We’ve reached the mid point of October. Noteworthy news from the past two weeks:
- Our Grade 8 and 9 Mini School students went to Bamfield;
- Ms. Heppner, Constable Neufeld and twelve students are off to Albertville and Paris for 14 days;
- Literacy Leadership 12 students have started visiting our Family Elementary Schools where they are helping primary students with their reading;
- A great collaborative morning in which staff discussed grading practices;
- Senior Girls Volleyball Team placed second in their pool at the Ogopogo Tournament in Kelowna;
- 130 students attended the Vancouver Film Festival’s screening of “Kabuli Kid”;
- Over 1200 socks have been donated in our “Sock Wars”;
- Grade 12 student, Jonathan Senn, was awarded the Duke of Edinburgh Bronze Medal;
- Kyle Jacques will be representing SET BC as a student reporter at the Olympic Games and he has been chosen to go to Ottawa for a week with Encounters with Canada. Congratulations Kyle!
In his online essay, “A Vision of Students Today (& What Teacher Must Do), Michael Wesch, through the retelling of a story, differentiates between learning and school:
Last year’s U.S. Professor of the Year, Chris Sorensen, began his acceptance speech by announcing, “I hate school.” The crowd, made up largely of other outstanding faculty, overwhelmingly agreed. And yet he went on to speak with passionate conviction about his love of learning and the desire to spread that love. And there’s the rub. We love learning. We hate school. What’s worse is that many of us hate school because we love learning.
Sorensen’s comments lead us to ask some fundamental questions: What is the purpose of school? What dispositions about learning, reading, school, the world, and the self do we want to cultivate? Ask any adolescent why they go to school. You will hear nothing about joy.
Many of our greatest joys in life are related to our learning, but, unfortunately, most of that learning takes place outside of school. Steven Wolk in his article, “Joy in School,” writes of how we can put more joy into the experience of going to school and get more joy out of working inside school by focusing on several essentials. Help students find pleasure in learning by giving them the freedom to explore what they love. Give students some choice in how they will go about their learning and how they will demonstrate their knowledge. Allow students to create original work, and show off that work. Give students and teachers time to tinker. Make school spaces inviting. Get students—and teachers—outside. Read good books. Offer more classes in gym and in the arts. Use more authentic assessments and student self-assessments. Get teachers, students, and administrators together from time to time to have some fun.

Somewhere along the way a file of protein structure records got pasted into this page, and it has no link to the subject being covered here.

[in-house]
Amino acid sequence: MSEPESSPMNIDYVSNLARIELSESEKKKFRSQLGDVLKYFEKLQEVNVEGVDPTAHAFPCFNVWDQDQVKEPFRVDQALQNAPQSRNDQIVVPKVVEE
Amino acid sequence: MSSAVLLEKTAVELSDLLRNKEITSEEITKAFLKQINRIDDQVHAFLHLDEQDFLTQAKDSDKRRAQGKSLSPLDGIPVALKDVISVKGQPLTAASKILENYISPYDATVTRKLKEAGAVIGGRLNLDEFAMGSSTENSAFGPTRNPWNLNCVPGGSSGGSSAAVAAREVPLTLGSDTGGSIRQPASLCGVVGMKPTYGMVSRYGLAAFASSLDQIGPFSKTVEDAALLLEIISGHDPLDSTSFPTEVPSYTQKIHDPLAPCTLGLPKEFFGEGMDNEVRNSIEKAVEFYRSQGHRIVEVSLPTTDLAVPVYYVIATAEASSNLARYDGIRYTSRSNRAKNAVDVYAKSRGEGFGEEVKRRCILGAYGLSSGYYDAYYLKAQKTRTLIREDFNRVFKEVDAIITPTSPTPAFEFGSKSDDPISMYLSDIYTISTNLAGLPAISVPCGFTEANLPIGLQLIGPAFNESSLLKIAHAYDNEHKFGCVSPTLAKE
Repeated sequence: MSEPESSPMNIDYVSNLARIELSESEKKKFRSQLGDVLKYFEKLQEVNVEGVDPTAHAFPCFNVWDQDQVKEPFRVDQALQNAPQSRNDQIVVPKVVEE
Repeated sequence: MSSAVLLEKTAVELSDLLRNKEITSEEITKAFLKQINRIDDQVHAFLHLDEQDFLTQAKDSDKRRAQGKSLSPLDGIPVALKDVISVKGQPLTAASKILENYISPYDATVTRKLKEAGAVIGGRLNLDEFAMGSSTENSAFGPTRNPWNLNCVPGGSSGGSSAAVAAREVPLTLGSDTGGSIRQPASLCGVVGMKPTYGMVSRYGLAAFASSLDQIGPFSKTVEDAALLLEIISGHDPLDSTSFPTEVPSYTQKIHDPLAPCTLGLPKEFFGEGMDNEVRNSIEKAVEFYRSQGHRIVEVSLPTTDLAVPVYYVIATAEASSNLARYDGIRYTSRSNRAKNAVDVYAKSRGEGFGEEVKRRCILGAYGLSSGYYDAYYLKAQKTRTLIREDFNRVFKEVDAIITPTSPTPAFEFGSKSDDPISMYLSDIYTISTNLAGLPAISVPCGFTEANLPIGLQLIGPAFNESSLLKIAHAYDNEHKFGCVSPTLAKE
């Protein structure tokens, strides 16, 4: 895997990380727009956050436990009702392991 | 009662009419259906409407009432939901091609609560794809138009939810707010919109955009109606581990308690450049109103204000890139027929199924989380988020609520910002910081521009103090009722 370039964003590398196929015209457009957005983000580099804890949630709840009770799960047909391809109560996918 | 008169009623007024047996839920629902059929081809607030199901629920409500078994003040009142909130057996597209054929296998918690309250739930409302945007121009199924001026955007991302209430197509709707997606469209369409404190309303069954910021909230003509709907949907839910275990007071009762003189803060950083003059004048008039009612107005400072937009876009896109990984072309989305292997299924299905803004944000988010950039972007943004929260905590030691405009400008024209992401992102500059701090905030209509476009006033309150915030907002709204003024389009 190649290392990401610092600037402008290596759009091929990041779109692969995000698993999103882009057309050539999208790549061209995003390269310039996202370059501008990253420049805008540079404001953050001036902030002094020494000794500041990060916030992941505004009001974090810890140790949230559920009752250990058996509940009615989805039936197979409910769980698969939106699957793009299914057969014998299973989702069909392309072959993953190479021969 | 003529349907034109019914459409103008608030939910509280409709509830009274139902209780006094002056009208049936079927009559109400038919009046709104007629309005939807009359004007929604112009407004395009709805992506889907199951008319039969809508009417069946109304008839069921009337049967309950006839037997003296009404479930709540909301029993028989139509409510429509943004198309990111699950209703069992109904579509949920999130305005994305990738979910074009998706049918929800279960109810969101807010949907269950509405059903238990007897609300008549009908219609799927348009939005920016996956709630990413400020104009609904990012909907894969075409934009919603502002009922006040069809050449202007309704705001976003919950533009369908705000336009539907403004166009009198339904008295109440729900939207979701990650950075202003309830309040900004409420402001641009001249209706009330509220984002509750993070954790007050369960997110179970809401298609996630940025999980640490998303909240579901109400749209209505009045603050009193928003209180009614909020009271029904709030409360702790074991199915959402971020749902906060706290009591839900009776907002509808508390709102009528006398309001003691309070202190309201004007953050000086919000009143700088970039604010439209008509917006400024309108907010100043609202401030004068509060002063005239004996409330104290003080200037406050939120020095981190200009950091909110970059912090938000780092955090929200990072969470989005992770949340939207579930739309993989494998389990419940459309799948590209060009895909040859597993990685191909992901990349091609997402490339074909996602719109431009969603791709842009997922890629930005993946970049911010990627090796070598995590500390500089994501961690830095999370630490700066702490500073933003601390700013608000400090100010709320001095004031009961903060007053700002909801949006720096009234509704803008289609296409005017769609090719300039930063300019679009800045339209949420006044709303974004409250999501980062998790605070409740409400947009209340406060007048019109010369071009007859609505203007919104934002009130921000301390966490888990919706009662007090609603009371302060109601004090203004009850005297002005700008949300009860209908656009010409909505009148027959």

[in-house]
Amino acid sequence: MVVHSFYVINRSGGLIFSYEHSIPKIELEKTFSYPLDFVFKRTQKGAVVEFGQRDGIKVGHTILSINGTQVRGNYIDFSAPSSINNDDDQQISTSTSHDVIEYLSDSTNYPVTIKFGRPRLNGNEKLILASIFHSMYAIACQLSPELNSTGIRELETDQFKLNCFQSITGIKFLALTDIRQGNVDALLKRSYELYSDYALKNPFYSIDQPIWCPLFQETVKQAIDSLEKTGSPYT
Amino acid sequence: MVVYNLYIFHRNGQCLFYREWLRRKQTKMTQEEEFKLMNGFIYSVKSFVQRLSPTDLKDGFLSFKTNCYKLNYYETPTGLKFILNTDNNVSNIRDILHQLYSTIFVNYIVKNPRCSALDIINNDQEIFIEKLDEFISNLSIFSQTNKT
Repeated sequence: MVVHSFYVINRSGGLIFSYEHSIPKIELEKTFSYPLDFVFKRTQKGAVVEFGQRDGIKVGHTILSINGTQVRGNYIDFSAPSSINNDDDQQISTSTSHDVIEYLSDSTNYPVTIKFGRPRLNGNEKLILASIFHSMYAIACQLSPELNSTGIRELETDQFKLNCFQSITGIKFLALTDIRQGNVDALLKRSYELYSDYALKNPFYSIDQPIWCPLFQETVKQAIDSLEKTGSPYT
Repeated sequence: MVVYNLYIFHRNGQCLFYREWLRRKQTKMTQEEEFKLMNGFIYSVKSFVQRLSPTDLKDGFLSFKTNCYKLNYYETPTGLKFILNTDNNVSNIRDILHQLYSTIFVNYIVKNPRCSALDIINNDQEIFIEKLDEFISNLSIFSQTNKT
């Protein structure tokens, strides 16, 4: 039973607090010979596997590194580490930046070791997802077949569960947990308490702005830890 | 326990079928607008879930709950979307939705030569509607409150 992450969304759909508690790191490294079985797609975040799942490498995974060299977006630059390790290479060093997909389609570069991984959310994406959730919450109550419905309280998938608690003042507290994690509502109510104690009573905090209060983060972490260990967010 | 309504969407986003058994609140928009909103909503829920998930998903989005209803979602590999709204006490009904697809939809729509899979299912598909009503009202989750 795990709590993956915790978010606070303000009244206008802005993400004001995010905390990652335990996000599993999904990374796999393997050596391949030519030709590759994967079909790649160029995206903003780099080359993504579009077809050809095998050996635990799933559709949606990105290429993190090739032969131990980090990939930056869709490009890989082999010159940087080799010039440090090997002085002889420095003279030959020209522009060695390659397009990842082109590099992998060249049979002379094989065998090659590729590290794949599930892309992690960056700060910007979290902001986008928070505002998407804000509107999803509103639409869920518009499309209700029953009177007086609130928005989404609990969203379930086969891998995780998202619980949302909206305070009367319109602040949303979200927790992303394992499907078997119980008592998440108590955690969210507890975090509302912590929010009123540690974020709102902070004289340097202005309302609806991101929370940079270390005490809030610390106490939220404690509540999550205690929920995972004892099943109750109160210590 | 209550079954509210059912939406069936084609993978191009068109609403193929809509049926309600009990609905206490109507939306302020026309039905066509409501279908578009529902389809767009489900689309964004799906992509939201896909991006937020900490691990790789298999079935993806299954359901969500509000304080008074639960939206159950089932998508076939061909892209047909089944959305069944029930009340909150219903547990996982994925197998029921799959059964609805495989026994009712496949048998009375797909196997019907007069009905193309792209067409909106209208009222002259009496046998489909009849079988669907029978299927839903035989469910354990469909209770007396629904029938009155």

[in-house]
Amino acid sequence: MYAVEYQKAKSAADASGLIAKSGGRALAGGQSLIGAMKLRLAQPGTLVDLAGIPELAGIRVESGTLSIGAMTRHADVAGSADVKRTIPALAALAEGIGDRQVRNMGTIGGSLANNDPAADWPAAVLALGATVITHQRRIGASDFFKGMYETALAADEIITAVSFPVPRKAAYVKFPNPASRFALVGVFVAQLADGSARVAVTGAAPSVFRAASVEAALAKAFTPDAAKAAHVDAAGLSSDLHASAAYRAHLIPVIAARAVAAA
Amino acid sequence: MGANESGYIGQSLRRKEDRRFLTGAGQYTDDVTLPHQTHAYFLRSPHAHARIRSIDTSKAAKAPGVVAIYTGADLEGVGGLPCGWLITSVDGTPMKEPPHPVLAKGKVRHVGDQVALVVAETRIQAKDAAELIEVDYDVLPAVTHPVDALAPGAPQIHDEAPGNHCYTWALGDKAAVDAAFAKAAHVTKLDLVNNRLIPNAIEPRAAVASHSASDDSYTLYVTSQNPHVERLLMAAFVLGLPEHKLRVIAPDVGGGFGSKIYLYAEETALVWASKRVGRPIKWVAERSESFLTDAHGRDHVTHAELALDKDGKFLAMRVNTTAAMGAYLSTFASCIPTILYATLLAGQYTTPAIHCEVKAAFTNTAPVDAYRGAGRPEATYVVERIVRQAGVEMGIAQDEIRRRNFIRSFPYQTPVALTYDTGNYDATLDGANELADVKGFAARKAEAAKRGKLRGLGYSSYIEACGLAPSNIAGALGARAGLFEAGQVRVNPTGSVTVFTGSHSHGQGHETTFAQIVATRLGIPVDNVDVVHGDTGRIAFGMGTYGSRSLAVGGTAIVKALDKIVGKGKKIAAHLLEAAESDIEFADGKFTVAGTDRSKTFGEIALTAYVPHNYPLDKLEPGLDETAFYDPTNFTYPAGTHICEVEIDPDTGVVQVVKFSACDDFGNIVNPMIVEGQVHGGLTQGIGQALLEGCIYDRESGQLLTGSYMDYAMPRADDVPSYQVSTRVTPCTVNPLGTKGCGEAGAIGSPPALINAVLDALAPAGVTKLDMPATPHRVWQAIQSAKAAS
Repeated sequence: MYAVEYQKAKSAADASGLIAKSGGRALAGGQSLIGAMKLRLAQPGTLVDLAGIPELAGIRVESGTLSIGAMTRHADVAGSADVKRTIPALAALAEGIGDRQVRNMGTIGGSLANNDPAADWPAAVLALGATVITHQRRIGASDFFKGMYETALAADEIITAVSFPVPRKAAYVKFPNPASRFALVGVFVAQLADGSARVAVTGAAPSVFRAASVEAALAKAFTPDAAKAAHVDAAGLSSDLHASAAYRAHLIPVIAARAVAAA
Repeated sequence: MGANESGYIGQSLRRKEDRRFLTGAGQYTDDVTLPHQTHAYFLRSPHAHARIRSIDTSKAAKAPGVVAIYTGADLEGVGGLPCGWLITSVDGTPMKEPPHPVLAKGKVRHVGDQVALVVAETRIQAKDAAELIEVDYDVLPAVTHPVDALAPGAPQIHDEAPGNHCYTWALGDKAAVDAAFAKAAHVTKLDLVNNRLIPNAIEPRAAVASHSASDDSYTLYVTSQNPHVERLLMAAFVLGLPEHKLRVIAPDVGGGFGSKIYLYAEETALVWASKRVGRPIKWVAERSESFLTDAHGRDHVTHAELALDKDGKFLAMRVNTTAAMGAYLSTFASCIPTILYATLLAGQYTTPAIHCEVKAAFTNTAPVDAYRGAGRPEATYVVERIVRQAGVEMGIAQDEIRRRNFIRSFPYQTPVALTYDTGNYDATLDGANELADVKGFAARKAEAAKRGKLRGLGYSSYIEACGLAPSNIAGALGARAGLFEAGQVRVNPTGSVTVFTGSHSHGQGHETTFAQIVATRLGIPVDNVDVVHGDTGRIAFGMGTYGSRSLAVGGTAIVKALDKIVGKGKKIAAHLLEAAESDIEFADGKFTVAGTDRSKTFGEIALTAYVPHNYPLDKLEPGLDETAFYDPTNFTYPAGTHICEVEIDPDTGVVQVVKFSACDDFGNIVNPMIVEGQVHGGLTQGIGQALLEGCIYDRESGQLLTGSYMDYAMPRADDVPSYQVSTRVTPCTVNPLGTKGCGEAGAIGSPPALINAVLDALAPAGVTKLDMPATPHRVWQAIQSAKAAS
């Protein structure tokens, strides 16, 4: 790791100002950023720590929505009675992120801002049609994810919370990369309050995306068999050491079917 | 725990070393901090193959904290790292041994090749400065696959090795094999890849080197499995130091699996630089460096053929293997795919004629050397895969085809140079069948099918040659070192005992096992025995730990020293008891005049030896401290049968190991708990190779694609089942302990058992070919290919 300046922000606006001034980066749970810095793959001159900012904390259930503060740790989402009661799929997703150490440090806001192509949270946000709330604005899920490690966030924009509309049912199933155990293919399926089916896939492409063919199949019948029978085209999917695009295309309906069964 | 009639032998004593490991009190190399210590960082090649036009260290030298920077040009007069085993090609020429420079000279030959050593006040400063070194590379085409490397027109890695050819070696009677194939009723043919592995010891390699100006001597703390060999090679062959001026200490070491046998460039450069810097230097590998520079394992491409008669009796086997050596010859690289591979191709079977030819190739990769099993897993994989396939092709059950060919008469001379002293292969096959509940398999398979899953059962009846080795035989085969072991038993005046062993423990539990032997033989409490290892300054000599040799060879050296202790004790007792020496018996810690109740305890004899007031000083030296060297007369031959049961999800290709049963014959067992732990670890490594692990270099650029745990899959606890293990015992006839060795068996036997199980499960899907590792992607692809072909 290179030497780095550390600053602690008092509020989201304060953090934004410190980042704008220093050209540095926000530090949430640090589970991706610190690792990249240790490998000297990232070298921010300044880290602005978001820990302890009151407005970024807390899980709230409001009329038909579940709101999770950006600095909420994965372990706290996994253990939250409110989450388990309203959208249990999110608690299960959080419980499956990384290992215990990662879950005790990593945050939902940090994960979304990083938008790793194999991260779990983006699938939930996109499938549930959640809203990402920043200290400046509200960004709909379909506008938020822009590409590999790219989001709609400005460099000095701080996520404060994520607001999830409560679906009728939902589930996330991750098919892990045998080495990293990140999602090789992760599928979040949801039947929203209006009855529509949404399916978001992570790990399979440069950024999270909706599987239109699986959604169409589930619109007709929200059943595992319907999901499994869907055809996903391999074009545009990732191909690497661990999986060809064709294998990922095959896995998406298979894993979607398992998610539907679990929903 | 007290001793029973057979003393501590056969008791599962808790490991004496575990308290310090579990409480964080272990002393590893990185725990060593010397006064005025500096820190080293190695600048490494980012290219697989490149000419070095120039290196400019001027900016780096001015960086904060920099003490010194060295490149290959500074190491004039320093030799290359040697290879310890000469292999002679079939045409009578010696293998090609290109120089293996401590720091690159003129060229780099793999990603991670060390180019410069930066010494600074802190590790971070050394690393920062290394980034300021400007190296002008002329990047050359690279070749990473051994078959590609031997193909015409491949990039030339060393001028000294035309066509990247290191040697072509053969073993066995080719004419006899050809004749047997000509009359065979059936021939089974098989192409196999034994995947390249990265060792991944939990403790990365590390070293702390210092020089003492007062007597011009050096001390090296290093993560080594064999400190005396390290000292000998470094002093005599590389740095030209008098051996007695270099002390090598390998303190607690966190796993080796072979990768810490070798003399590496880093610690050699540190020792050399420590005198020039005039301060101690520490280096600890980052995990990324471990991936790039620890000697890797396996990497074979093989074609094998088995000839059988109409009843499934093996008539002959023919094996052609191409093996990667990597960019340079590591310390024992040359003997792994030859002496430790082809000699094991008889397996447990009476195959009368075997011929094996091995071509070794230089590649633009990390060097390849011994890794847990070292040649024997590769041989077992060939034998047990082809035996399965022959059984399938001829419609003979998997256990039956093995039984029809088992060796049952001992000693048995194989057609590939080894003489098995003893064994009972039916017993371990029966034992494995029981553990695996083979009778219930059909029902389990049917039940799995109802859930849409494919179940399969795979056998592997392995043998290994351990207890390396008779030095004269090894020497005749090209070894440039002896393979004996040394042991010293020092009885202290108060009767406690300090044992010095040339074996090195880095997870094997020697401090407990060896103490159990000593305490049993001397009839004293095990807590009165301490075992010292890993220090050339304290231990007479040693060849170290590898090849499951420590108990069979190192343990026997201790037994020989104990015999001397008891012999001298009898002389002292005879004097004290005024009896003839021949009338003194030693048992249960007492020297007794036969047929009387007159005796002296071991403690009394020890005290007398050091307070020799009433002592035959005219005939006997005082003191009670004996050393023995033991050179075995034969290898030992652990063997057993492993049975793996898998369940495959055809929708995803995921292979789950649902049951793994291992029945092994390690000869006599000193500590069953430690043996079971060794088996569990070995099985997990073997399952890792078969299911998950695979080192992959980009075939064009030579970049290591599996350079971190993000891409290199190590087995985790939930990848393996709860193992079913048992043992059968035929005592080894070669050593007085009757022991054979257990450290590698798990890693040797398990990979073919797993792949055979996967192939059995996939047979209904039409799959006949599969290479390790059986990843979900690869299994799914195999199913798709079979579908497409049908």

Towards the end of his article, Wolk draws attention to a recent visit he made to a school:
I was standing in the hallway talking to a teacher when a tall 8th grade boy from another classroom exuberantly walked up to that teacher. They began some good-natured ribbing. Back and forth it went for a few minutes with smiles and laughter. What was this about? The teacher-student basketball game held earlier that week. Here were two people—an 8th grader and his teacher—having a joyous good time.
Walk in the JO hallways and you will see students joking with Mr. Harapnuick who deigns to don his Flames jersey; come midway down the first floor and watch Mr. Wiseman exchange jokes on the fly as a student is running to class (trying to beat the bell); come up to the second floor and listen to the counsellors have good humored fun with students; head to Mr. Sommerfeld’s class and listen to him kibitz with his senior biology students.
What we have here is special – a connectivity that speaks to a learning which has at its core a sense of belonging. We are learning, we are having fun and, to borrow from C.S. Lewis, we are “surprised by joy” everyday.
I hope you all had a nice weekend – see you tomorrow.